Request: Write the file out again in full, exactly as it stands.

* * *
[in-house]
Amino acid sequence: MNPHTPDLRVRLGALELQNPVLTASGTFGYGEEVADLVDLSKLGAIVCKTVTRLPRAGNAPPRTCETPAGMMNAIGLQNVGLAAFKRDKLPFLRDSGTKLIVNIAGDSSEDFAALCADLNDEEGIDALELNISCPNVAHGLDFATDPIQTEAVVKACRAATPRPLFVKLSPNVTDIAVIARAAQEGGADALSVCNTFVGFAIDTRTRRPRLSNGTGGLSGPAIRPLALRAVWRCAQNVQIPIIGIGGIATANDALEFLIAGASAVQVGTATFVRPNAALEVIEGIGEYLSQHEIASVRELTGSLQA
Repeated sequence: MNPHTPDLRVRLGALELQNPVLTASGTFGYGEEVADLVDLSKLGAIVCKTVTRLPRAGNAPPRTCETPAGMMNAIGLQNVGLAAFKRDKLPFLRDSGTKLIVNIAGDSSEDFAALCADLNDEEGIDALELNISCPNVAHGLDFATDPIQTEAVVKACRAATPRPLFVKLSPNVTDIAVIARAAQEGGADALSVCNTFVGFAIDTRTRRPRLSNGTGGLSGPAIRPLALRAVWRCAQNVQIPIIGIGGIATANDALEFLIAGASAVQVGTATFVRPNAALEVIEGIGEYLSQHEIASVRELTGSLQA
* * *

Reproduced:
[in-house]
Amino acid sequence: MNPHTPDLRVRLGALELQNPVLTASGTFGYGEEVADLVDLSKLGAIVCKTVTRLPRAGNAPPRTCETPAGMMNAIGLQNVGLAAFKRDKLPFLRDSGTKLIVNIAGDSSEDFAALCADLNDEEGIDALELNISCPNVAHGLDFATDPIQTEAVVKACRAATPRPLFVKLSPNVTDIAVIARAAQEGGADALSVCNTFVGFAIDTRTRRPRLSNGTGGLSGPAIRPLALRAVWRCAQNVQIPIIGIGGIATANDALEFLIAGASAVQVGTATFVRPNAALEVIEGIGEYLSQHEIASVRELTGSLQA
Repeated sequence: MNPHTPDLRVRLGALELQNPVLTASGTFGYGEEVADLVDLSKLGAIVCKTVTRLPRAGNAPPRTCETPAGMMNAIGLQNVGLAAFKRDKLPFLRDSGTKLIVNIAGDSSEDFAALCADLNDEEGIDALELNISCPNVAHGLDFATDPIQTEAVVKACRAATPRPLFVKLSPNVTDIAVIARAAQEGGADALSVCNTFVGFAIDTRTRRPRLSNGTGGLSGPAIRPLALRAVWRCAQNVQIPIIGIGGIATANDALEFLIAGASAVQVGTATFVRPNAALEVIEGIGEYLSQHEIASVRELTGSLQA